Not in Chicago

In my opinion Jonathan Chait’s New Yorker column in which he plants his flag on “the only problem in American politics is Republicans” demonstrates one thing positively:

Political scientist Lee Drutman argues in a Vox essay that American politics is descending into what he calls “doom-loop partisanship.” Drutman notes that Americans have been “retreating into our separate tribal epistemologies, each with their own increasingly incompatible set of facts and first premises,” each heavily racialized, in which “[t]here’s no possibility for rational debate or middle-ground compromise. Just two sorted teams, with no overlap, no cross-cutting identities, and with everyone’s personal sense of status constantly on the line.”

Drutman attributes this to winner-take-all elections, the expanding power of the presidency, and the growing influence of money in politics. I think, despite all the very real design flaws in American politics, the problems he describe stem mainly from the pathologies of the Republican Party.

It is that he doesn’t live in Chicago. As an exercise I would recommend that he take he take a cold, hard, green eyeshades look at Chicago, Cook County, and the State of Illinois, and explain how their problems were created by Republicans.

I have a different viewpoint. I think that one of our major political parties, largely run by whites, is determined to keep blacks in a permanent state of poverty and subordination. That party is the Democratic Party. And yes, the Republican Party has made common cause with racists and white supremacists to its lasting shame. That does not exonerate the Democrats.

I’m a Democrat. Here in Chicago, County County, Illinois Republicans have no bearing on daily life and that has been the case for generations. My interest is in healing the Democratic Party which is in dire need of it. I don’t want it just to be the party of Big Government. I want it to be the party of Good Government. We have a long way to go. The first step is being honest. The second is being frank.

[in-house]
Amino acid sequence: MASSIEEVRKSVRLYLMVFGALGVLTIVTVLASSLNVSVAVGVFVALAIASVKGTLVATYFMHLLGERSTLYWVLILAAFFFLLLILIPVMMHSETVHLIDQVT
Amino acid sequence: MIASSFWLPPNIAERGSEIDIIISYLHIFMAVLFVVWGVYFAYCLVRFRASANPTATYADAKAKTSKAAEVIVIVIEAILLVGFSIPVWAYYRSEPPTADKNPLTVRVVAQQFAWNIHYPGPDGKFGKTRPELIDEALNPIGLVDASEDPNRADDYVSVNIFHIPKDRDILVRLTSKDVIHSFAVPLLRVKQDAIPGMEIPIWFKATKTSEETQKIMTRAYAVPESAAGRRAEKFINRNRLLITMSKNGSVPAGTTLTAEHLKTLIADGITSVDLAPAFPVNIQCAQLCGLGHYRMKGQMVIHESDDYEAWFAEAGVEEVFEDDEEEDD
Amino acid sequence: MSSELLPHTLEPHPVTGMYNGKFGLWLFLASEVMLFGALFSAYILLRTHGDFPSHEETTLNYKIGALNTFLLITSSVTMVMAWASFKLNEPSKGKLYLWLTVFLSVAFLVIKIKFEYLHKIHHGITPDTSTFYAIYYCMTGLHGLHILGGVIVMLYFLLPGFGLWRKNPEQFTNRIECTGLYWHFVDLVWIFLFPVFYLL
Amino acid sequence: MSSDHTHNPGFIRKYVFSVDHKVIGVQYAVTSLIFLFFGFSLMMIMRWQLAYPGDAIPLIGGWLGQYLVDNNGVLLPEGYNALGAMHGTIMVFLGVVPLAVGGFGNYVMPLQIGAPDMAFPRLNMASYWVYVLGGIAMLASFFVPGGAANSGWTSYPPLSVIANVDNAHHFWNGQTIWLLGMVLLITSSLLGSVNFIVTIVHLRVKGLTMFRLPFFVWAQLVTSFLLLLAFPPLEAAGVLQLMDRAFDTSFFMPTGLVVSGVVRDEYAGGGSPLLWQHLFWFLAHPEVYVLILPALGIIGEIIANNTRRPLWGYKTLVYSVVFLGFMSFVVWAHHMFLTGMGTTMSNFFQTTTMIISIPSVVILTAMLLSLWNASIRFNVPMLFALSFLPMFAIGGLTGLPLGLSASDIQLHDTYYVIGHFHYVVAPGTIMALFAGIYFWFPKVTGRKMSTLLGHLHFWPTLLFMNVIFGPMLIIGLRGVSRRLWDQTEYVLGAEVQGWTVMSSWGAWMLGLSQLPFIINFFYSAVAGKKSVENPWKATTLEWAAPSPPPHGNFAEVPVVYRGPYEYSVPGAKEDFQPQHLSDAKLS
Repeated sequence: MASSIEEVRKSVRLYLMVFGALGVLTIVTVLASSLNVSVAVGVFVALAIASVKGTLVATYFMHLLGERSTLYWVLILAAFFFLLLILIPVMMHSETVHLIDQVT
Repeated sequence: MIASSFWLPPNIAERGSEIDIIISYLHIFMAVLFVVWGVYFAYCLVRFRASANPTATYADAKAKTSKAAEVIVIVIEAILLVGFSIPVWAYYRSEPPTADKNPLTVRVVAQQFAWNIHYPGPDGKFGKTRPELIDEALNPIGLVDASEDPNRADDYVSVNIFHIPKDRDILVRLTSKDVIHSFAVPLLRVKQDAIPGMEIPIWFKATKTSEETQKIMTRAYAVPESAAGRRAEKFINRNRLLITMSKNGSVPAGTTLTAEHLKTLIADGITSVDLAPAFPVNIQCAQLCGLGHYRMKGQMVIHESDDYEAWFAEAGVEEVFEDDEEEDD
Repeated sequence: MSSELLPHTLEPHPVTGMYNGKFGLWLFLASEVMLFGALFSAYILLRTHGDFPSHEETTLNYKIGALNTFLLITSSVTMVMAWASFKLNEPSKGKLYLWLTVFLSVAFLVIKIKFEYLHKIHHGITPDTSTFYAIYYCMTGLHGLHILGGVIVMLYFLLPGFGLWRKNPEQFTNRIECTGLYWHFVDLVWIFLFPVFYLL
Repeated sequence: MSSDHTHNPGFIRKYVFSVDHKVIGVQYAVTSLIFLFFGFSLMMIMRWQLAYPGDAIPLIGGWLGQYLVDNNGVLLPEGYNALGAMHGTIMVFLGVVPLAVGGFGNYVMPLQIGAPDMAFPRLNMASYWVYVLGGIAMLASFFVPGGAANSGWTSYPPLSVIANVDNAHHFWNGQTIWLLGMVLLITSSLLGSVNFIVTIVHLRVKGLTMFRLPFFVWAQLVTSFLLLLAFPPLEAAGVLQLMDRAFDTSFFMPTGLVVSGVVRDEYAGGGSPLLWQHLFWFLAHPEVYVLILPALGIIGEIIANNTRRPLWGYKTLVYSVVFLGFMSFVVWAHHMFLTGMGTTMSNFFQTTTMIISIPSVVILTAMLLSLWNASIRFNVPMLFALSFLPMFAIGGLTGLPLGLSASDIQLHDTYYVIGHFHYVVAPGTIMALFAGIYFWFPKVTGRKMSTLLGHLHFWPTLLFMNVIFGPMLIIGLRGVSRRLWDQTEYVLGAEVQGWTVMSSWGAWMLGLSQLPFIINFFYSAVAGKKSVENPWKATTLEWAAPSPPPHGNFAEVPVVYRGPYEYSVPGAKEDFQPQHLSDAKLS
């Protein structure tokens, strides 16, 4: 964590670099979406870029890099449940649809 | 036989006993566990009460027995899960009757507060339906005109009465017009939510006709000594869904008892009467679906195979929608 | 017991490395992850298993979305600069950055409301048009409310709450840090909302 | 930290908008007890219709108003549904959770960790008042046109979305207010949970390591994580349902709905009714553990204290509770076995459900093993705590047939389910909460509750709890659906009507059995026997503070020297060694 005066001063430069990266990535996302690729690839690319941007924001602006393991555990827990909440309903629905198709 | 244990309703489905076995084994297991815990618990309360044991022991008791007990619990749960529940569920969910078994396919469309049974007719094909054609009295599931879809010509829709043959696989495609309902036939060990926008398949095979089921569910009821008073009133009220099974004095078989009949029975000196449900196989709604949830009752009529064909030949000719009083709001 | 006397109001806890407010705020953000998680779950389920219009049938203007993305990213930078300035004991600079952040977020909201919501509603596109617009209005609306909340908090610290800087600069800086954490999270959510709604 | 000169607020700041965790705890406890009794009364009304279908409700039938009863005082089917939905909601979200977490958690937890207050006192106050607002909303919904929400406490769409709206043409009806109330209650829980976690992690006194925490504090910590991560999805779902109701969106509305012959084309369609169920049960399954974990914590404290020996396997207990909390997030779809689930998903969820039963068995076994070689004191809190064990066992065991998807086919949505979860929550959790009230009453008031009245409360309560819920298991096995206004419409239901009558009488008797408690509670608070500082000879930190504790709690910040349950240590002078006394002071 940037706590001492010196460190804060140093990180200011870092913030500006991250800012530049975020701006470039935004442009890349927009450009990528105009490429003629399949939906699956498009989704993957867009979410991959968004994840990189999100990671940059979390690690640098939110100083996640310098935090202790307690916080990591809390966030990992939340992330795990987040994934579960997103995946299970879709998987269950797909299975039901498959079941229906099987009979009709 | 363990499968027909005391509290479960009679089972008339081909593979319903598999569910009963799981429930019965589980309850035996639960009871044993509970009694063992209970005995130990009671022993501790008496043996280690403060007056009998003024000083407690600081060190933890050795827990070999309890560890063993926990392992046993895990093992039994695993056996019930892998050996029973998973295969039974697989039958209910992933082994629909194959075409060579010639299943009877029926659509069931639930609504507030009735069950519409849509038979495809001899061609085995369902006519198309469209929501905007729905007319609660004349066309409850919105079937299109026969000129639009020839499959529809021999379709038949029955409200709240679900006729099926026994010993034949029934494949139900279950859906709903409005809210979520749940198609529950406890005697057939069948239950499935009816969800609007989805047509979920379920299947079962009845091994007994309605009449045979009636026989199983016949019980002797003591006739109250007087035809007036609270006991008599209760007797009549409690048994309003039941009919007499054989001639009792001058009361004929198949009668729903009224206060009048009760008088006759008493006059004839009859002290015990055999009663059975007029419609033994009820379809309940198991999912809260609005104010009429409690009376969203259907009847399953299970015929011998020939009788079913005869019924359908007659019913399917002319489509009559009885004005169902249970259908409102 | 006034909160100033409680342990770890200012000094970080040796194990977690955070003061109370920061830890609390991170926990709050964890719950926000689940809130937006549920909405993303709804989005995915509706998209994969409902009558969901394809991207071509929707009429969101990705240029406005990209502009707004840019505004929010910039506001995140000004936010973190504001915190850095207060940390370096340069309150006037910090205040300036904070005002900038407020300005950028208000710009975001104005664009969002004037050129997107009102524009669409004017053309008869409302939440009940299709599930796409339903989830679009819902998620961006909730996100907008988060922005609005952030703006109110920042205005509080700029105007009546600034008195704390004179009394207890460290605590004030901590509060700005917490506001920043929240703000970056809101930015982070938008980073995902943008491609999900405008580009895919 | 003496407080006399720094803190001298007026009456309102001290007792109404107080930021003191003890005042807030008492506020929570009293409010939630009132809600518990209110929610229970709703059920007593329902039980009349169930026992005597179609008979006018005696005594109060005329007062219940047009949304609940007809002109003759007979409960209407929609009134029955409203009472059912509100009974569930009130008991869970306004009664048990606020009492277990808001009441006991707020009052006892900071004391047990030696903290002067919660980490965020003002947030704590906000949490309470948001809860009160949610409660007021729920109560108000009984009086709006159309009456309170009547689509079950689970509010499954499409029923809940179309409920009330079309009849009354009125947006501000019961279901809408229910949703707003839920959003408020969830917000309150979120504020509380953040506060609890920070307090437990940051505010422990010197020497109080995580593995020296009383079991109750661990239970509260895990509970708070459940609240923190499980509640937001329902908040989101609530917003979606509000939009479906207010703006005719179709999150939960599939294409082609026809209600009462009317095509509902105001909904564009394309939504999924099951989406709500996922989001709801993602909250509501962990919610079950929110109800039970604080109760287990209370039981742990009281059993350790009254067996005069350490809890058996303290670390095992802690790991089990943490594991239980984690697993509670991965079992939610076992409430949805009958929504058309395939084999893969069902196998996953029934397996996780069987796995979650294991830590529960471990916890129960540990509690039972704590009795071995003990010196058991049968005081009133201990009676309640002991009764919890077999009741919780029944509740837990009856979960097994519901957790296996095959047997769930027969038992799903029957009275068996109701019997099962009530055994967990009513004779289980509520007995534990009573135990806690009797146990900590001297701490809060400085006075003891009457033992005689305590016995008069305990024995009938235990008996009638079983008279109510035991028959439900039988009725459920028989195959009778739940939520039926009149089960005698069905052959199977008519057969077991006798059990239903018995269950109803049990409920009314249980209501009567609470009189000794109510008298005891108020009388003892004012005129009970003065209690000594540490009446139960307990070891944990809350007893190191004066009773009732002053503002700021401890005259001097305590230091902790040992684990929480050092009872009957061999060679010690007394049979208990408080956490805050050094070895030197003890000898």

6 comments… add one
  • gray shambler

    “I think that one of our major political parties, largely run by whites, is determined to keep blacks in a permanent state of poverty and subordination. That party is the Democratic Party. ”

    You really believe that? You are of like mind with Rush Limbaugh, who would use exactly the same phrase, followed by,

    “A permanent captive voter block”

    In this day of the open mike, you’d think a heartfelt racist politician would get caught. More likely they just know which side the bread is buttered on.

  • They’re not racists, exactly. They’re paternalists.

    Again, look at Chicago. I don’t believe that Rahm Emanuel is a racist (I think that Karen Lewis does). I just think that he’s adopting policies that will make it difficult for blacks to remain in Chicago. I think his vision for Chicago is tinged with New York and Washington—a good place for the top 1% of income earners, not so good for anybody else.

    Bad as the Democrats’ record on race is, the Republicans are actually worse. American politics is really in a sorry state. Pretending that everything is hunky dory because Republicans are bad is just wrong. Maybe that’s what it looks like in New York and California but it isn’t what things look like here.

  • gray shambler

    Paternalists because they believe blacks need that or because it gets them elected, and how is that not racism, to see blacks as always needing help from a paternalistic Gov.?

  • CStanley

    How is that not racism, to see blacks as always needing help from a paternalistic Gov.?

    I agree here,..it’s the “soft bigotry of low expectations.”

  • Guarneri

    ” I think that one of our major political parties, largely run by whites, is determined to keep blacks in a permanent state of poverty and subordination. That party is the Democratic Party. And yes, the Republican Party has made common cause with racists and white supremacists to its lasting shame. That does not exonerate the Democrats.”

    What a strange collection of words.

  • mike shupp

    Hmmm … y’know, way back when, when I first heard much talk about Barak Obama as a presidential candidate and people had problems figuring out what sort of politician he might be, I used to chortle to myself, because I thought knew exactly what sort of political figure Barak Obama would be — He was a Big City Midwestern Democrat. And now it’s going on ten years later, and I still think of Obama as a Big City Midwestern Democrat, representative of all the good and bad things that such figures tend to be.

    Hmmm. I was a Small Town Midwestern Republican then. I’ve become a bit more tolerant over time.

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